I have recently been introduced to the Sunday Assembly, or as their members like to call themselves, “the godless church.” One of their more quotable quotes is: “We need the benefits that church provides without the god element.”
The brainchild of two British comedians, the Sunday Assembly began in England in 2013, aiming to provide atheists with all the good things church offers—all the good things, that is, except God. Since its London beginnings, attendance is upwards of 300 and offshoots are popping up around the world. Participants sing together, listen to a speaker and have coffee after their gathering. Funnily enough, they even pass an offering plate to pay for their costs.
Some may remember the atheist bus campaign, which drove through Canada a few years ago; the slogan on every bus read: “There’s probably no God…now stop worrying and enjoy your life.” Apparently central to both the Sunday Assembly and this atheist bus campaign is the idea that faith reflects an earnest and humourless existence. Church might be fun; God clearly isn’t.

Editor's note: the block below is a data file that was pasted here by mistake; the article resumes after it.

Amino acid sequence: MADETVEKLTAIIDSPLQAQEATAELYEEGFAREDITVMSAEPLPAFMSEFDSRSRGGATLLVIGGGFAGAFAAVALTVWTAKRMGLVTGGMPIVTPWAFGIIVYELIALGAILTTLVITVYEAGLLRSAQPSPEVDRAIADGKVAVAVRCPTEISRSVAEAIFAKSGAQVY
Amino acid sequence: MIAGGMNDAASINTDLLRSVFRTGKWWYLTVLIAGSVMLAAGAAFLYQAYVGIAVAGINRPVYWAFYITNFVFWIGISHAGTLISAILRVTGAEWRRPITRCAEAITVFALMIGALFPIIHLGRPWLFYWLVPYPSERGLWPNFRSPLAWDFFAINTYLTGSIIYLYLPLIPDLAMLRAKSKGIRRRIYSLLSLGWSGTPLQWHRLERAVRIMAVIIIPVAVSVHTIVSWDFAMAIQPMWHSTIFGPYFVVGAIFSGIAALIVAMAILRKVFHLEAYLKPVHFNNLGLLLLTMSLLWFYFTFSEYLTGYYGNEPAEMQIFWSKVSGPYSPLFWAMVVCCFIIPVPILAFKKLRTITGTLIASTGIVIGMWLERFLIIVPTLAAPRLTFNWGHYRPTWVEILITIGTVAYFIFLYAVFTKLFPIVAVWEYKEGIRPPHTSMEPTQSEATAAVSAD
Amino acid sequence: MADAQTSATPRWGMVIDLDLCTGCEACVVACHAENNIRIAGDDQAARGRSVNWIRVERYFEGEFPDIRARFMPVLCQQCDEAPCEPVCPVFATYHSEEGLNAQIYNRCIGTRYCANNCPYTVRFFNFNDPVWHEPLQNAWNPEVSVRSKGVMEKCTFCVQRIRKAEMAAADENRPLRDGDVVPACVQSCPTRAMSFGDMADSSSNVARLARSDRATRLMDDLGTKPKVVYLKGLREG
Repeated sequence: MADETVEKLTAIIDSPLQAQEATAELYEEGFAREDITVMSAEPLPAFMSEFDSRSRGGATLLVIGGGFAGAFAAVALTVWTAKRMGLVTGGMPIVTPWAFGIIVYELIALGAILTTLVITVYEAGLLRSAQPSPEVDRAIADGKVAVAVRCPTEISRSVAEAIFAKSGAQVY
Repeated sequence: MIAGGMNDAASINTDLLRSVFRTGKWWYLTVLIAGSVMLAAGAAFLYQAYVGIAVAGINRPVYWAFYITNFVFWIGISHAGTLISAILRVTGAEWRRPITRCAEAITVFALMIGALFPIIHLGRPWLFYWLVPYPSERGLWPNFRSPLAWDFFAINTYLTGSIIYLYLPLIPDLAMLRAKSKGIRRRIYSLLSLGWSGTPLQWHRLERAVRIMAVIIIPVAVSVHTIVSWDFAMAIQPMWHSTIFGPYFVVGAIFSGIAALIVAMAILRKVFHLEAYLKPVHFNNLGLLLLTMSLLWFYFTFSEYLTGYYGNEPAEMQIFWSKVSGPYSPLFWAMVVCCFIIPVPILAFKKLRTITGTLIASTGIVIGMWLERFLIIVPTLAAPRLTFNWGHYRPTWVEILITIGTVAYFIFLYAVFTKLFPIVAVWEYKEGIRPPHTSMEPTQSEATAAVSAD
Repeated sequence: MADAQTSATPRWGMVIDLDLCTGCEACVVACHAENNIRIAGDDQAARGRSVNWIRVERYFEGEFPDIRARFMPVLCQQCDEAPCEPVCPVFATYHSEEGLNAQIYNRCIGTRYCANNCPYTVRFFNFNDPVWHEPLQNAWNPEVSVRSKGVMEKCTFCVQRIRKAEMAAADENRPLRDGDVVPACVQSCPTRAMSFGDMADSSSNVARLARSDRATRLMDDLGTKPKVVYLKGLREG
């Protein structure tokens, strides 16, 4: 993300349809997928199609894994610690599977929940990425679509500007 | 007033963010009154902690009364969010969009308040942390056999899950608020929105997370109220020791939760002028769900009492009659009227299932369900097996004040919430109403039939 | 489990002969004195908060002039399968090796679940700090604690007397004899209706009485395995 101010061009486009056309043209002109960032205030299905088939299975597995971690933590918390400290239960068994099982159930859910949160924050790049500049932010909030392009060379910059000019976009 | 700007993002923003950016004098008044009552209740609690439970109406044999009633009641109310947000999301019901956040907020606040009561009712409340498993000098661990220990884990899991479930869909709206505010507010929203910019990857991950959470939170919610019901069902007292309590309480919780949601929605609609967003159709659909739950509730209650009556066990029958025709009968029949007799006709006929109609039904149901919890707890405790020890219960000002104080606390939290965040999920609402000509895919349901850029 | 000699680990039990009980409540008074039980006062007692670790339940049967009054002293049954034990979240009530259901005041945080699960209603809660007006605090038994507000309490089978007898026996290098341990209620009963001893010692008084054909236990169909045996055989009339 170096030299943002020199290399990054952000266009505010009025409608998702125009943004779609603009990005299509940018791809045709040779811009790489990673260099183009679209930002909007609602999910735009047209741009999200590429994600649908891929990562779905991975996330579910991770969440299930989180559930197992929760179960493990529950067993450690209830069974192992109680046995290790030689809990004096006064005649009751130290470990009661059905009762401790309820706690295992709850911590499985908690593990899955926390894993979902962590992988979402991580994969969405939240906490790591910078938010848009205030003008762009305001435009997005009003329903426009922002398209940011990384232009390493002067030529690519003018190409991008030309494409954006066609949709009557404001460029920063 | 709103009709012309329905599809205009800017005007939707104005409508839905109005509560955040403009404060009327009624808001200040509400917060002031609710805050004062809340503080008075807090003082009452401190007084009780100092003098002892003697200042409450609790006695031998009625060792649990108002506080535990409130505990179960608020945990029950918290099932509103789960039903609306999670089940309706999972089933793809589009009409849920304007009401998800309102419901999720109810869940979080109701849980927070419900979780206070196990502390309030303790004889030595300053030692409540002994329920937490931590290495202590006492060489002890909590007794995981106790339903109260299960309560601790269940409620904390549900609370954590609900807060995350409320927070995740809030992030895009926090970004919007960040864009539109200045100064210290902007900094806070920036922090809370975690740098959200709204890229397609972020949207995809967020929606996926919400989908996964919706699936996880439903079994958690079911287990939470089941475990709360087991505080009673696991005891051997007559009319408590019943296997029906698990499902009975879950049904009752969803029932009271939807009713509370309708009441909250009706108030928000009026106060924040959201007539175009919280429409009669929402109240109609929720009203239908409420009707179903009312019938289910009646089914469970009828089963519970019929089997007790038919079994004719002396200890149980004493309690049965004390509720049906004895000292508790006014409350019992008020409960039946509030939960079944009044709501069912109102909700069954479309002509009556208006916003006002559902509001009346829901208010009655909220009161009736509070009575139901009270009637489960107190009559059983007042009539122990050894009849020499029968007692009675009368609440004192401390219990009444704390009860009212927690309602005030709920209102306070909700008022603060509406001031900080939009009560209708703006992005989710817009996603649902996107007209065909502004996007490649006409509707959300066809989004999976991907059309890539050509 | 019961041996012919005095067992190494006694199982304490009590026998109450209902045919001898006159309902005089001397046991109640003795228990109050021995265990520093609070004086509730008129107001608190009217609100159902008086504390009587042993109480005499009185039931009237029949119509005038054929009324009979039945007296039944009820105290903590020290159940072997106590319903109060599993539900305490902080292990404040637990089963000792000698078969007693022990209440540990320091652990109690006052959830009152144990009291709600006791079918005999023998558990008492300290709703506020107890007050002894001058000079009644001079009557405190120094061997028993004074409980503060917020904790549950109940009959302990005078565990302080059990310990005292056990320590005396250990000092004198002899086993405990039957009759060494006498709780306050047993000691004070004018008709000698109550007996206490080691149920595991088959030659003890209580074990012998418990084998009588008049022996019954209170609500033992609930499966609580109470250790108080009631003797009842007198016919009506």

When our daughter was 12, our church started a Sunday morning program for young teens. Rebekah wanted to remain in worship rather than participate in that program. Surprised she hadn’t asked if she could stay home, and risky as it was, I questioned why she wanted to go to church at all. “Oh,” she said, “I would hate not seeing the people every week.”
In that one moment, I felt that the church had performed well for our children. Not only had Rebekah bonded with this extended family, she also recognized how much life and sustenance these people—the Body of Christ—gave her from week to week. I was relieved and overjoyed that having two parents as priests had not suffocated our daughter’s relationship with the church! While no longer a regular attender, I’m certain that the impact of growing up with both church and God has left a positive imprint.
Humour and acceptance often go a longer way toward conveying the message of Jesus and teaching the tenets of faith than doctrine and exclusion. Hospitality is central to a worldview that includes God and therefore is central to the church. It would be a shame if God is left behind because we are unable to communicate this hospitality in a way that 21st-century listeners can receive.